What Are The Effects of Temperature, Impact Velocity & Impactor Density On Crater Shape? (Planetary Science)

Iron meteorites are composed of iron-nickel alloys and classified structurally into hexahedrites (5–6.5 wt% Ni), octahedrites (6–12 wt% Ni), and ataxites (~10 to >20 wt% Ni). Iron meteorites are also classified chemically in terms of the concentrations of trace elements, for example Ge and Ga, into several groups. Comparisons of the chemical trends within groups suggest that there are two different types: magmatic and non-magmatic. Magmatic groups are thought to be derived from the metallic cores of differentiated bodies whereas non-magmatic groups may come from bodies that were not heated enough to form metallic cores. The cores formed in the parent bodies of magmatic iron meteorites less than ~1.0 Myr after the formation of calcium-, aluminum-rich inclusions (CAIs), whereas chondrule ages are about 2–4 Myr after CAIs.

In 2006, Bottke et al. suggested that the parent bodies of iron meteorites are considered to have formed early in the terrestrial planet region before migrating to the main asteroid belt by gravitational interactions with protoplanets. Asteroid 16 Psyche is the largest metal-rich asteroid in the main asteroid belt, measuring 232×189×279 km, and might be such a remnant. The equilibrium temperature of the iron meteorites’ parent bodies decreased from about 300 K to 160 K during migration from the terrestrial planet region to the main asteroid belt. Some iron meteorites undergo a transition from ductile to brittle behavior as the temperature decreases. Moreover, the most probable collision velocity in the main asteroid belt is 4.4 km/s, however, it could have been higher in the terrestrial planet region early in the solar system. Such a velocity difference may also cause a difference in crater shape on metallic bodies.

Now, Ogawa and colleagues conducted impact experiments on room- and low-temperature iron meteorite and iron alloy targets (carbon steel SS400 and iron-nickel alloy) with velocities of 0.8–7 km s¯1, using a two-stage hydrogen-gas gun installed at the Institute of Space and Astronautical Science (ISAS) and a vertical powder gun at Kobe University, to investigate the dependence of crater shape on temperature, velocity and impactor density.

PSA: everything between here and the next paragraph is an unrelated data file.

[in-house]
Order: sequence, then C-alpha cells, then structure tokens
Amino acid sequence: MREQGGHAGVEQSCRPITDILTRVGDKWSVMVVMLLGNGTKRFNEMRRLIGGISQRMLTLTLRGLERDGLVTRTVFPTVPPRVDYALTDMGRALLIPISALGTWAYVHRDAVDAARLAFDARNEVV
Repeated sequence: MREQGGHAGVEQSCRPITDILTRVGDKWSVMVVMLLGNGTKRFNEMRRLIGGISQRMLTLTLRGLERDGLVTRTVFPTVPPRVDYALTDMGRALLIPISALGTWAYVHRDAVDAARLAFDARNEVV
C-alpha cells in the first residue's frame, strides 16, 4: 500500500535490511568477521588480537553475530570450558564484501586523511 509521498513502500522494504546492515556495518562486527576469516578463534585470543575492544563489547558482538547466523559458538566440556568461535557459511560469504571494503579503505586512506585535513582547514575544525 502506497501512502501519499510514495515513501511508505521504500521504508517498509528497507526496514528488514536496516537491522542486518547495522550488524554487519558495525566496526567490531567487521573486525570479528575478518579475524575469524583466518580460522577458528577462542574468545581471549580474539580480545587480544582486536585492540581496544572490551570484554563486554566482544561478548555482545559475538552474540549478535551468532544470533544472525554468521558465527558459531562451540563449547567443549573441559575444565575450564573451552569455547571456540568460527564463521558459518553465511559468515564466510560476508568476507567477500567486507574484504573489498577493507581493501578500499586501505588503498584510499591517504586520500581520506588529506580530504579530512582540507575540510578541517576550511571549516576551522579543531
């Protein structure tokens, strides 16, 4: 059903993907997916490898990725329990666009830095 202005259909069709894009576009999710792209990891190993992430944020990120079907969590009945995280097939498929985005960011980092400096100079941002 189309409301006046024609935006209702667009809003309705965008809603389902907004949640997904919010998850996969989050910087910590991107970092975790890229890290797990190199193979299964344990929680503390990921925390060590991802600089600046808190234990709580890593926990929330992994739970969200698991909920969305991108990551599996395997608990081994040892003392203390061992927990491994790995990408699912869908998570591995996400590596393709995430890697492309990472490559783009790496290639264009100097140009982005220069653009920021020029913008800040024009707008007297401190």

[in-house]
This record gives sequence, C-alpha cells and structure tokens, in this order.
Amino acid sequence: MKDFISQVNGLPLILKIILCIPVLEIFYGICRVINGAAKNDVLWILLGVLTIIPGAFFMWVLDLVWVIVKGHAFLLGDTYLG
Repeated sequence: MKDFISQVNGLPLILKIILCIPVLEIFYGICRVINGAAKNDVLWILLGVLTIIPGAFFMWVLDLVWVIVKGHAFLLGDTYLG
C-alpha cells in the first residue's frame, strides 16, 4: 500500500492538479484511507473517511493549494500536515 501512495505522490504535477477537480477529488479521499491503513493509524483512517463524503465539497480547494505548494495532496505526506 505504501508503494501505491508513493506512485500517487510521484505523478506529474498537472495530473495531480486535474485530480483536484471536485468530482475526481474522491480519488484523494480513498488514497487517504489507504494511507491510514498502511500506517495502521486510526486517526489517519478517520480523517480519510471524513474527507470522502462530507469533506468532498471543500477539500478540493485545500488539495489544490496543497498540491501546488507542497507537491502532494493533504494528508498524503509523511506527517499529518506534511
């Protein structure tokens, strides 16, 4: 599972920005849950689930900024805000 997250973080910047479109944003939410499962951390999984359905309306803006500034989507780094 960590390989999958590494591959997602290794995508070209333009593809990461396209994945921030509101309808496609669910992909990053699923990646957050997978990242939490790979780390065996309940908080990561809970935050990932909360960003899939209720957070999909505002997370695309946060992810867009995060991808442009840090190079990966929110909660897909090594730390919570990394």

Figure 1. Cross-sections of the craters formed by copper projectiles (a) at room temperature with a velocity of 2.38 km s¯1 (Sc1), at low temperature (b) with velocities of 2.14 km s¯1 (Sc6), and (c) 6.08 km s¯1 (Sc9). © Nakamura et al.

The projectiles were rock cylinders and metal spheres and cylinders. They also conducted Oblique impact experiments using stainless steel projectiles and SS400 steel targets which produced more prominent radial patterns downrange at room temperature than at low temperature. Crater diameters and depths were measured and compiled using non-dimensional parameter sets based on the π -group crater scaling relations. They also performed iSALE-2D simulations using the Johnson– Cook (JNCK) strength model assuming JNCK parameters for the Gibeon iron meteorite, SS400 and SUS304.

The laboratory and numerical results collectively show that the depth/diameter (d/D) values of metallic targets are more dependent on velocity (U) than are those of rocky targets. The ratio is smaller under low velocity and low-temperature conditions; however, the ratio is more sensitive to U than it is to the temperature of the target.”

— told Nakamura, author of the study

Both experimental and numerical results showed that the crater depth and diameter decreased with decreasing temperature, which strengthened the target, and with decreasing impact velocity. The decreasing tendency was more prominent for depth than for diameter, i.e., the depth/diameter (d/D) ratio was smaller for the low temperature and low velocity conditions. The depth/diameter ratios of craters formed by rock projectiles were shallower than those of craters formed by metallic projectiles. Their results imply that the d/D values of craters on metallic surfaces contain information about the past impact environment of metallic bodies.

Featured image: The definitions of crater diameter, crater depth and rim height used in this study. On the left is the numerical result and on the right is the experimental result for an SUS-Gibeon 5.1-km/s impact (Gs4). The black and gray parts of the numerical result represent the projectile and target materials, respectively © Nakamura et al.

Reference: Ryo Ogawa, Akiko M. Nakamura, Ayako Suzuki, Sunao Hasegawa, “Crater shape as a possible record of the impact environment of metallic bodies: Effects of temperature, impact velocity and impactor density”, ArXiv, pp. 1-63, 4 Mar 2021. https://arxiv.org/abs/2103.03128

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